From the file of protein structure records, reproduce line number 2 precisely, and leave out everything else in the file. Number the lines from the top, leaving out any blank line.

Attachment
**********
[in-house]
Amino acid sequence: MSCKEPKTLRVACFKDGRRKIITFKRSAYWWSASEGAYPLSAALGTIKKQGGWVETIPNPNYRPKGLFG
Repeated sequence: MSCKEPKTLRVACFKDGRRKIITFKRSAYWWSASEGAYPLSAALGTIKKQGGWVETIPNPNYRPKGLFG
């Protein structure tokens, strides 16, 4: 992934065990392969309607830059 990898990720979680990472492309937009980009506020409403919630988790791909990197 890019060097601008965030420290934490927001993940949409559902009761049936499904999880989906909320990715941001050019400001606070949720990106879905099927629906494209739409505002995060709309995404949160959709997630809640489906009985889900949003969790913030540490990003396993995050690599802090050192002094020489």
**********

Amino acid sequence: MSCKEPKTLRVACFKDGRRKIITFKRSAYWWSASEGAYPLSAALGTIKKQGGWVETIPNPNYRPKGLFG